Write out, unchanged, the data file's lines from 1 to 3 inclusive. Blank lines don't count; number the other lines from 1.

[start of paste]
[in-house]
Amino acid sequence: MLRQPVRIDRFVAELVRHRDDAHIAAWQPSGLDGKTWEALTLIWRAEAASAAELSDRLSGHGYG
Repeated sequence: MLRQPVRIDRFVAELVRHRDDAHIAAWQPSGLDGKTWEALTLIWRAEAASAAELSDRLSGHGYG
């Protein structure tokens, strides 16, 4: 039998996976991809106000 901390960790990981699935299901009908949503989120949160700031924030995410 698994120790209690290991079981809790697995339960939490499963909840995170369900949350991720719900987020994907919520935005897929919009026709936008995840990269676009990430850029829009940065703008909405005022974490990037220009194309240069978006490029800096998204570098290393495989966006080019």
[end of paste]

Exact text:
[in-house]
Amino acid sequence: MLRQPVRIDRFVAELVRHRDDAHIAAWQPSGLDGKTWEALTLIWRAEAASAAELSDRLSGHGYG
Repeated sequence: MLRQPVRIDRFVAELVRHRDDAHIAAWQPSGLDGKTWEALTLIWRAEAASAAELSDRLSGHGYG